Keeping Humanity in Healthcare When Data Reigns

 In Improving Satisfaction Scores, Podcasts

When I was wrapping up college way back last century, Bob Seger released one of my favorites among all his hits – a song called “Feel Like a Number.” If you don’t remember that one, here are the lyrics in part (if you do remember the song, please sing along as you read):

To workers, I’m just another drone
To Ma Bell, I’m just another phone
I’m just another statistic on a sheet
To teachers, I’m just another child
To IRS, I’m another file
I’m just another consensus on the street.

And I feel like a number
I feel like a number
I’m not a number
I’m not a number
Damn it, I’m a man, I said I’m a man.

Those words were penned more than 45 years ago … and the lament has only gotten worse. Healthcare can be especially guilty of making us feel like a number, or a set of data. It can seem like our insurance group number, our account number and our billing invoice number are the most important priorities to providers, can’t it?

Don’t get me wrong. My company, Transcend Strategy Group, highly values data. We rely on market data, audience survey data, outcomes data and other important numbers to guide vital decisions and recommendations based on real-world metrics.

Modern medicine is increasingly based on lots of data and evidence from the field. Health insurance payers are demanding more data to prove outcomes and measure the value of care. The emergence of artificial intelligence and machine learning are accelerating the application of data at warp speed.

So how can healthcare providers keep a keen sense of humanity for patients and families and prevent them from feeling like just a number?

In our latest podcast episode, I sat down with Tim Short (M.D., HMDC, FAAFP, FAAHPM, FNAP) for this critical discussion. I knew Dr. Short (I just call him “Tim”) would be a great choice for this topic. As a former client who is still my friend, our work with him allowed me to see his approach to communicating compassionately with patients and families during some of life’s most challenging times. I saw how he beautifully blended the science of medicine with the art of empathy to help his patients retain their humanity and dignity.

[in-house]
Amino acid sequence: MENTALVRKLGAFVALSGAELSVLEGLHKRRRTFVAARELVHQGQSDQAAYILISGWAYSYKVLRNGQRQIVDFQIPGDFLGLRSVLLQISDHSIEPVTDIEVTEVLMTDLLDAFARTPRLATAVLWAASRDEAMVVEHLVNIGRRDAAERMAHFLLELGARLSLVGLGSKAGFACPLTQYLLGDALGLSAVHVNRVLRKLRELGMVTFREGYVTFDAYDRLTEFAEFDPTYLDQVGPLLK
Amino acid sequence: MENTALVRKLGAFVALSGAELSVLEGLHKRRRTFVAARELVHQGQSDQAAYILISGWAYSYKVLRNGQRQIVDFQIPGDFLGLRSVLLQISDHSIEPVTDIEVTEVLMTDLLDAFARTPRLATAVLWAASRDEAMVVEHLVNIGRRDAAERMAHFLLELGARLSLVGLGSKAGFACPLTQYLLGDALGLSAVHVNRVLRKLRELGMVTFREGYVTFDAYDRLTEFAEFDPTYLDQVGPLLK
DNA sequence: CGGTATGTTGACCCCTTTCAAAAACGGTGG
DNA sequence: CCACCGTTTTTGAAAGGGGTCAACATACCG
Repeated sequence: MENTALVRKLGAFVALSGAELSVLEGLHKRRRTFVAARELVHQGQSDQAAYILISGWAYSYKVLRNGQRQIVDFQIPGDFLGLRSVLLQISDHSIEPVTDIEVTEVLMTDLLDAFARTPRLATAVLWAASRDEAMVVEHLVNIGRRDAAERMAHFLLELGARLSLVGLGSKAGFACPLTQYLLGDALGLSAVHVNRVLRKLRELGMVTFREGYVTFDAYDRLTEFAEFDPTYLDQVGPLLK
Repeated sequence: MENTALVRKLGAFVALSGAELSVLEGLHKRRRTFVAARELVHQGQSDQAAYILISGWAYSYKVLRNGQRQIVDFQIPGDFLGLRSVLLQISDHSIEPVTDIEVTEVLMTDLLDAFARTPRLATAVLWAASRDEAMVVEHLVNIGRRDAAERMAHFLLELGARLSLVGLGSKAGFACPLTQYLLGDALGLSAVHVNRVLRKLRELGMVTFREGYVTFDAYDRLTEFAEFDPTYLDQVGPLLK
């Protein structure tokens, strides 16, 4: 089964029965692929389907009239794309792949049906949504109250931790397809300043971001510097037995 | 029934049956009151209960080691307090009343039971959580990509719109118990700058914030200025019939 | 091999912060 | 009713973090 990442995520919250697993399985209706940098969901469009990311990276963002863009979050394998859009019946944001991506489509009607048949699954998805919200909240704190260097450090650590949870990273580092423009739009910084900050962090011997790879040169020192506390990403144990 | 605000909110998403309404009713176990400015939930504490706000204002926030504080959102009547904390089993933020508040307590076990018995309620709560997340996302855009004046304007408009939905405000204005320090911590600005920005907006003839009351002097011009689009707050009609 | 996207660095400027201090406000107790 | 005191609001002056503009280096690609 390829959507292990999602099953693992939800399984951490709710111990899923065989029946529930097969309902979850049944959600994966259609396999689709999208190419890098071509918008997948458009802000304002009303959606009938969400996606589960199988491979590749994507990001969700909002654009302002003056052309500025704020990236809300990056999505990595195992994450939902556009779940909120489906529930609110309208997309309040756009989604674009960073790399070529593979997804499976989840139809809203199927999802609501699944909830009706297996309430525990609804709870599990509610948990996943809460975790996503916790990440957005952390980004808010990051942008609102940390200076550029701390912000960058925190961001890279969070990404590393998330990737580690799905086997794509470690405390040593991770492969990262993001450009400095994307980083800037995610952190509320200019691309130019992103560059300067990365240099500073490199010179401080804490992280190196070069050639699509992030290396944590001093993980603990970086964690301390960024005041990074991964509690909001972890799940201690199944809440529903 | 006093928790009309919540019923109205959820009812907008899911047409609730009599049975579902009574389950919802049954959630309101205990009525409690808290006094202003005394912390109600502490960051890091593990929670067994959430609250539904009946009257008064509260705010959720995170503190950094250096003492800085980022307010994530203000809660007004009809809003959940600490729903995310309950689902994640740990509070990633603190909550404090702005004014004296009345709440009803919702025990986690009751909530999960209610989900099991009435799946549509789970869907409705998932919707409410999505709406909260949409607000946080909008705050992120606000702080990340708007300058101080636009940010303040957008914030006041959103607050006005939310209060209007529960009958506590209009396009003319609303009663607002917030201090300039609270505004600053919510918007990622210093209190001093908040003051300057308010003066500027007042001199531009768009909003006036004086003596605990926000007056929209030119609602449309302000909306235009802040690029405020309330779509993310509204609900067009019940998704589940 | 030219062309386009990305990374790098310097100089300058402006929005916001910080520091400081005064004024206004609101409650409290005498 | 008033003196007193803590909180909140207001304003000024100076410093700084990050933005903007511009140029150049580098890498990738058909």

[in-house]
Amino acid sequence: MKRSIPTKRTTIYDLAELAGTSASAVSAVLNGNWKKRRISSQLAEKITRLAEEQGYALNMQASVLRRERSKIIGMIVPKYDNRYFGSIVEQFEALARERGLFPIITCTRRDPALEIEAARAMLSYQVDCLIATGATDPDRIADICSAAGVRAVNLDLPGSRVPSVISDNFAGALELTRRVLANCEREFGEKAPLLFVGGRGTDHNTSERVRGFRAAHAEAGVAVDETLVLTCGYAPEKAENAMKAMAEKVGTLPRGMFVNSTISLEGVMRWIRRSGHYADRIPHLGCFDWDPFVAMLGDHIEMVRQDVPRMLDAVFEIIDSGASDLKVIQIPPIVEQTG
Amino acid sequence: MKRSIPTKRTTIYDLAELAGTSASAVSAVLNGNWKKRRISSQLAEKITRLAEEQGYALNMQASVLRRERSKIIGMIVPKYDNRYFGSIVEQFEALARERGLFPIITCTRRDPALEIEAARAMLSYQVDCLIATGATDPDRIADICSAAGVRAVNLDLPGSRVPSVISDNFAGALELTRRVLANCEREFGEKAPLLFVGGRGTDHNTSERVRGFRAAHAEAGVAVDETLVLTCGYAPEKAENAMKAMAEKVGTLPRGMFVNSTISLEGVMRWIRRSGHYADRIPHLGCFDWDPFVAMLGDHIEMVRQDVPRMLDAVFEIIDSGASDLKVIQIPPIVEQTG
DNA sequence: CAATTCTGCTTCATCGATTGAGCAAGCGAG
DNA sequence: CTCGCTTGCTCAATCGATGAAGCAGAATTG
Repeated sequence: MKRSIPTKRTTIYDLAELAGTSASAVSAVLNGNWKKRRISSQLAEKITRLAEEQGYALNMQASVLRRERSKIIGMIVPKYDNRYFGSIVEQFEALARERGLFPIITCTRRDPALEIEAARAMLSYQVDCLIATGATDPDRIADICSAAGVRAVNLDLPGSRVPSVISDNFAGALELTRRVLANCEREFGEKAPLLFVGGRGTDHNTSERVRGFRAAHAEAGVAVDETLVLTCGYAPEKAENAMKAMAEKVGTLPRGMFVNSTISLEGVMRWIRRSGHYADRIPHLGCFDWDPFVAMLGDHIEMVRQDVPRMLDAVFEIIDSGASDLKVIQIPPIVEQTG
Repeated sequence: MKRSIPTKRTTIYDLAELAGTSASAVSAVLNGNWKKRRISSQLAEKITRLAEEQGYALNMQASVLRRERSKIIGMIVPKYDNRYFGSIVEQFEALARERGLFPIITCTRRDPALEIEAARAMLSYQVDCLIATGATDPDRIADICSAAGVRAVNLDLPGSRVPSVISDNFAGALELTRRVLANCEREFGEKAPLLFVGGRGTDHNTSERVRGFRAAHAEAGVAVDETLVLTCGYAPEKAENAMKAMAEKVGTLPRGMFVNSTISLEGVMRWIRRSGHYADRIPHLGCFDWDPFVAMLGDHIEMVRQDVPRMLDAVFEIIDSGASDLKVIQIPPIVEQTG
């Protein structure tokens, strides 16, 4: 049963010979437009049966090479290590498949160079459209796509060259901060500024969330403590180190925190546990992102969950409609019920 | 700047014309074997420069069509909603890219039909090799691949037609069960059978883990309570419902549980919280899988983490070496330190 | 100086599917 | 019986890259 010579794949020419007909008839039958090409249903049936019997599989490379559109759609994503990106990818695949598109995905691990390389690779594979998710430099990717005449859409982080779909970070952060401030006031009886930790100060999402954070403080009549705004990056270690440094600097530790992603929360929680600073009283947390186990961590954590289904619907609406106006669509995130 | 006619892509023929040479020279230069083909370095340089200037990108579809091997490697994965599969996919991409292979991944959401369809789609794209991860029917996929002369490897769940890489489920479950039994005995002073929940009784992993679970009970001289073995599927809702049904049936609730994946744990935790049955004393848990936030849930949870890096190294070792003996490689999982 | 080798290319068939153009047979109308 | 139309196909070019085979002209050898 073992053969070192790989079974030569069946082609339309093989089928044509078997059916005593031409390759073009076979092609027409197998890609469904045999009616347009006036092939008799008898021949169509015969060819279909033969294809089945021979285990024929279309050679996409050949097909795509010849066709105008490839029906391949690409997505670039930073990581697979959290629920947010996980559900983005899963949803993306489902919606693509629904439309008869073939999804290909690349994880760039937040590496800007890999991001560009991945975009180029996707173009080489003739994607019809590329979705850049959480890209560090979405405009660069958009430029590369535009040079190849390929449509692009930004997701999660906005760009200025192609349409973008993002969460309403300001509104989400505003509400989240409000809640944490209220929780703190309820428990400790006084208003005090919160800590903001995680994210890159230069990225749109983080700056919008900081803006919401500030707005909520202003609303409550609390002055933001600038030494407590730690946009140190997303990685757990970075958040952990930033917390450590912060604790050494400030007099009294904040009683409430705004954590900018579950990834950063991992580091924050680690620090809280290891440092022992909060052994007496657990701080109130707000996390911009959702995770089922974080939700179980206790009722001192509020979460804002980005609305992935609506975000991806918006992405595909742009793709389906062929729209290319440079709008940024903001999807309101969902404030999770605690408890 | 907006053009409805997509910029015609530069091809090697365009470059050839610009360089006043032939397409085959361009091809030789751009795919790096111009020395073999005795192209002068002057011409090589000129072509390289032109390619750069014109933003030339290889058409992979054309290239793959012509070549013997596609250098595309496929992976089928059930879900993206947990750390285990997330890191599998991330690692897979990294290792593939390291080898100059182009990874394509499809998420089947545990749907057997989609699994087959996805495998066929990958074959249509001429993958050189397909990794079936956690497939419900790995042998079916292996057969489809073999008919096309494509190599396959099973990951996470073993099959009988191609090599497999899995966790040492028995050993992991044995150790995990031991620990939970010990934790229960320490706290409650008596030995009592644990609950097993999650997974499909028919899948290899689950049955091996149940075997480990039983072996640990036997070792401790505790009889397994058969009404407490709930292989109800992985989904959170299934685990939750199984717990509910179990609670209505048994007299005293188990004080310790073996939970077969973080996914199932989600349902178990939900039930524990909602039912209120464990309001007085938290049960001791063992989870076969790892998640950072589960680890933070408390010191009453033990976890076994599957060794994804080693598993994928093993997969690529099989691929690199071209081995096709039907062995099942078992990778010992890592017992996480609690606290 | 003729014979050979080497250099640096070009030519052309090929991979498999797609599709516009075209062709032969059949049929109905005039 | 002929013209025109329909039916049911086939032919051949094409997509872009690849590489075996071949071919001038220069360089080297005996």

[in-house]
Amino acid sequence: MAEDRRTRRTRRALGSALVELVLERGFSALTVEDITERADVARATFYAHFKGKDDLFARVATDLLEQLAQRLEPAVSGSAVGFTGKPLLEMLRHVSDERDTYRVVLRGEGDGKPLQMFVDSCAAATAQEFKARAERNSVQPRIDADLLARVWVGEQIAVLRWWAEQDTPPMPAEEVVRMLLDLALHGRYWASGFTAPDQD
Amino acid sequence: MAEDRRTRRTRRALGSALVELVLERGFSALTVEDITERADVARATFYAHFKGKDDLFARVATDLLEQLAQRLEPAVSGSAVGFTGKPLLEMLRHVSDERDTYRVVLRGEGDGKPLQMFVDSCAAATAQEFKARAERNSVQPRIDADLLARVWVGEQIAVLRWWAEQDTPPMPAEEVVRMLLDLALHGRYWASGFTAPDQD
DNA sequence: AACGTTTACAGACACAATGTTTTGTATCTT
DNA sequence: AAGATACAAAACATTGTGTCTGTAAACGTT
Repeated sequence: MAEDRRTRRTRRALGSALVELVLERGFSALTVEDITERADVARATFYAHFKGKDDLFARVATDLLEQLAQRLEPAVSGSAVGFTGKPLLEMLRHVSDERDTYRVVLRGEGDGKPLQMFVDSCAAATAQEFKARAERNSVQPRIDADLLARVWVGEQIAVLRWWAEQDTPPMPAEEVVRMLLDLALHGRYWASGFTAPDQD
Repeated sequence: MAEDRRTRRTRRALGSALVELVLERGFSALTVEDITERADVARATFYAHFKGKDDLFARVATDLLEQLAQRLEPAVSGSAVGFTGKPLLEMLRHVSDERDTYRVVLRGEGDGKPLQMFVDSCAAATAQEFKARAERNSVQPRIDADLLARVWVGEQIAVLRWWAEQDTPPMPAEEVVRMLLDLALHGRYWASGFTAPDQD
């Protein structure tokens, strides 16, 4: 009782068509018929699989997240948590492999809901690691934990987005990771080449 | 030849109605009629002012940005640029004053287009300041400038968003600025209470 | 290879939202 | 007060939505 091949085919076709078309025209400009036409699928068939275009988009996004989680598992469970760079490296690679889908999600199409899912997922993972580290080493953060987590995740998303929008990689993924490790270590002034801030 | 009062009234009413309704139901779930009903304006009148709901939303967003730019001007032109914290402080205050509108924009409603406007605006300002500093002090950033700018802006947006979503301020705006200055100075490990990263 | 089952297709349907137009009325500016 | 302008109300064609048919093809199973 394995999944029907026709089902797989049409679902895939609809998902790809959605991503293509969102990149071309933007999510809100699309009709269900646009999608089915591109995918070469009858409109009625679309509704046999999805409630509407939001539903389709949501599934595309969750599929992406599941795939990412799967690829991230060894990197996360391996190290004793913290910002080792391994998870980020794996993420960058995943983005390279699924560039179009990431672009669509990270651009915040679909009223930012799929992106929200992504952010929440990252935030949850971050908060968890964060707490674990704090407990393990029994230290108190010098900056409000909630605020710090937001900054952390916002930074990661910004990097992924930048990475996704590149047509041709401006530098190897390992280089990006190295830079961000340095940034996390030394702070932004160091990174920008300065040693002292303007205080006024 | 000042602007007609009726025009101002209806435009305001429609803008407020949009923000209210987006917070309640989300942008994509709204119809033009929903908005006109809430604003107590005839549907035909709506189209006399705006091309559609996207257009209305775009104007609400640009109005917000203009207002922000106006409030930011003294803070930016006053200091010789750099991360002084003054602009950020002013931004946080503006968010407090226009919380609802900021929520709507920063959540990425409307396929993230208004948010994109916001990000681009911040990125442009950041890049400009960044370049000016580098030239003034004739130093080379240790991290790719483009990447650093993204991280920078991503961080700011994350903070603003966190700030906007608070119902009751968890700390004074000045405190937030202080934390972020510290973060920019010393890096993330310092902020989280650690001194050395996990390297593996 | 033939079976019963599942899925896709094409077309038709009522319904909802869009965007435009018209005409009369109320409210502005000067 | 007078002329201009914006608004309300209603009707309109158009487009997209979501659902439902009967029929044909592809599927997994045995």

Please invest about 25 minutes to hear Tim’s advice. Meanwhile, consider these practical tips as reminders for keeping humanity in healthcare:

How to Lift Up People Above the Numbers

Clinician Listening

1. Start with listening.

Dr. Short says it well in the podcast: “I think we can assure that humanity stays anchored in this technology by listening to our patients and their families … by slowing down and being present in our interactions.” Of course, in today’s healthcare settings, this intent may be easier said than done. According to a recent article published by AMN Healthcare, physicians on average spend as little as 13 minutes with each patient, depending on their specialty. Many physicians and home healthcare workers have a quota of patients to see each day. Being on a high-speed treadmill makes it tempting to go in, tell patients what you think is best for them, administer or prescribe a treatment and move on. By contrast, I’ve seen Tim start conversations with patients with questions about them … even when he knows their prognosis is not good. “What is your understanding of your current condition?” he’d say. “What would you like to see happen in your life despite your illness?” Tim always would try to start from the patient’s point of view – and really listen to what they said. That’s the foundation for seeing each patient as the unique person they are and respecting their individuality.

Patient Focused

2. Keep the conversation focused on the whole person.